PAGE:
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The future of UK SAR, post SAR-H

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The future of UK SAR, post SAR-H

Old 8th Mar 2012, 09:39
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Press Release

Anyone have a link to the press release at The UK Government's Department for Transport?
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Old 8th Mar 2012, 12:04
  #322 (permalink)  
 
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Developing Assets (UK)

Are they a serious company? Or is another agency like zenon? I've never heard of them!
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Old 8th Mar 2012, 12:13
  #323 (permalink)  
 
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Developing Assets -well connected I would say. Not an agency, more a one man show.
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Old 8th Mar 2012, 12:41
  #324 (permalink)  
 
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Can't find anything on the DfT website, but this is a link to a Rotorhub article dated 7th March -

Shortlist of bidders for long-term UK SAR contract revealed - News - Shephard
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Old 8th Mar 2012, 12:48
  #325 (permalink)  
 
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The way they are advertising the job for sar it seems like a agency. What they win with that??
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Old 8th Mar 2012, 14:06
  #326 (permalink)  
 
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Developing Assets

Just to clarify, Developing Assets UK Ltd, is a perfectly legitimate company who do currently have 25 operators, Front and backseat,working globally and in the UK.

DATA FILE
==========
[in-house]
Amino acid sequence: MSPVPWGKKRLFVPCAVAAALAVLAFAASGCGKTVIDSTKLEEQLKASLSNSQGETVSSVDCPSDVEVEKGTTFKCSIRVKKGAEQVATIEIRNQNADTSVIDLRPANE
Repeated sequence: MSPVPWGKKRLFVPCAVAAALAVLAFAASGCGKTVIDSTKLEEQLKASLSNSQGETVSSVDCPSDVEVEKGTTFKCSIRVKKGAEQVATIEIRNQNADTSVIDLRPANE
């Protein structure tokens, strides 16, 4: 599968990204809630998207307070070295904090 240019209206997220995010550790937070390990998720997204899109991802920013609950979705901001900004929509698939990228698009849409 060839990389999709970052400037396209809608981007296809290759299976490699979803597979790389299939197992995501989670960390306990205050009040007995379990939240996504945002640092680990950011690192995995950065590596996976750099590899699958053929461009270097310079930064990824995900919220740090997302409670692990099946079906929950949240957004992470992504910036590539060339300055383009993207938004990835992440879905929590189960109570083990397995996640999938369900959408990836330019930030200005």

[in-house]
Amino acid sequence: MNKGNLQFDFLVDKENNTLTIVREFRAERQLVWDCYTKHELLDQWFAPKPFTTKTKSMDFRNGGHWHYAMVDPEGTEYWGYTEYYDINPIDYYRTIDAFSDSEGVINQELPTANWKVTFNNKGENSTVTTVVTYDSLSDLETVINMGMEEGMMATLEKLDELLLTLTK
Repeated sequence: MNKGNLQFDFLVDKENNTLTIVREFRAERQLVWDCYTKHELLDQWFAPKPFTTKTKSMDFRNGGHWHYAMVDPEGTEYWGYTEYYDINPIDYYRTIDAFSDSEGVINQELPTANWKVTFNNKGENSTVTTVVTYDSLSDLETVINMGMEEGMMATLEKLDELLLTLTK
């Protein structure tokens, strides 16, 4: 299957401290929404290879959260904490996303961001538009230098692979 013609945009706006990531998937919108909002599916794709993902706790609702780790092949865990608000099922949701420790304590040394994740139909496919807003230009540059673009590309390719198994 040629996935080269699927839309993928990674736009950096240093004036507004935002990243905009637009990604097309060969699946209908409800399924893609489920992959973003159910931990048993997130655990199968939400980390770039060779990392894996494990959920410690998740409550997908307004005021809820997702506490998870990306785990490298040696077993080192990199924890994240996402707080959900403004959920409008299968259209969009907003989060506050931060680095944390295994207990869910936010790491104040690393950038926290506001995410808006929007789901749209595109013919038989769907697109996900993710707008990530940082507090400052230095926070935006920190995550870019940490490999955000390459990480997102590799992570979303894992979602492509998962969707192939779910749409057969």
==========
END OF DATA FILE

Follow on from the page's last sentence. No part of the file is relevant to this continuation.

This is expanding and the posts on LinkedIn are genuine.

It is definitely not an agency.

Hope that helps.
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Old 12th Mar 2012, 11:16
  #327 (permalink)  
 
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Child of Ptolemy - Check PMs.
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Old 12th Mar 2012, 14:35
  #328 (permalink)  
 
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SAR Chasm

I take it this is a S-92 SAR job and that is why you are posting it on this forum?
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Old 29th Mar 2012, 15:09
  #329 (permalink)  
 
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I believe that today's the day. Contract process stage X.

Maybe some have helped the DfT out by merging or walking away ... or not.

Anyone heard anything?
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Old 29th Mar 2012, 19:16
  #330 (permalink)  
 
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One for the potential contractors to consider - apparently all future paramedics will be required to complete degree level training before they are allowed to call themselves paramedics.

This seems part of the over-qualification race that affected the nursing profession.

So, do the future SAR providers embrace all the extra study (and costs associated) to retain the title of paramedic for the winchmen or do we go back to them just rescuing people and taking them as quickly as possible to definitive medical care?